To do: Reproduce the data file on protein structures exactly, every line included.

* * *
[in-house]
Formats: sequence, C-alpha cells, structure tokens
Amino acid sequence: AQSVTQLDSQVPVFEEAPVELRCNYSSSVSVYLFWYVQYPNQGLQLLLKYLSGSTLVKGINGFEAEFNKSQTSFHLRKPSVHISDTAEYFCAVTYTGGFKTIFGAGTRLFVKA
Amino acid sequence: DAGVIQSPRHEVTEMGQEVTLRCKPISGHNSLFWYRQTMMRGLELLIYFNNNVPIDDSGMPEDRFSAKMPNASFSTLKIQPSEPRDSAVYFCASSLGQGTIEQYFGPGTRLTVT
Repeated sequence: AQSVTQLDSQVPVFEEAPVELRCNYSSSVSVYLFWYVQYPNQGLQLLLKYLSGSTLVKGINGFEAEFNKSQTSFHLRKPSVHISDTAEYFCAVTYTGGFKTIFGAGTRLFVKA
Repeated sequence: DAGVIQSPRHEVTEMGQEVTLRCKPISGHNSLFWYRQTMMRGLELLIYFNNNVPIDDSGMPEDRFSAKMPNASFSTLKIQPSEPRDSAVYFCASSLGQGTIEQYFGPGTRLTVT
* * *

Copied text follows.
[in-house]
Formats: sequence, C-alpha cells, structure tokens
Amino acid sequence: AQSVTQLDSQVPVFEEAPVELRCNYSSSVSVYLFWYVQYPNQGLQLLLKYLSGSTLVKGINGFEAEFNKSQTSFHLRKPSVHISDTAEYFCAVTYTGGFKTIFGAGTRLFVKA
Amino acid sequence: DAGVIQSPRHEVTEMGQEVTLRCKPISGHNSLFWYRQTMMRGLELLIYFNNNVPIDDSGMPEDRFSAKMPNASFSTLKIQPSEPRDSAVYFCASSLGQGTIEQYFGPGTRLTVT
Repeated sequence: AQSVTQLDSQVPVFEEAPVELRCNYSSSVSVYLFWYVQYPNQGLQLLLKYLSGSTLVKGINGFEAEFNKSQTSFHLRKPSVHISDTAEYFCAVTYTGGFKTIFGAGTRLFVKA
Repeated sequence: DAGVIQSPRHEVTEMGQEVTLRCKPISGHNSLFWYRQTMMRGLELLIYFNNNVPIDDSGMPEDRFSAKMPNASFSTLKIQPSEPRDSAVYFCASSLGQGTIEQYFGPGTRLTVT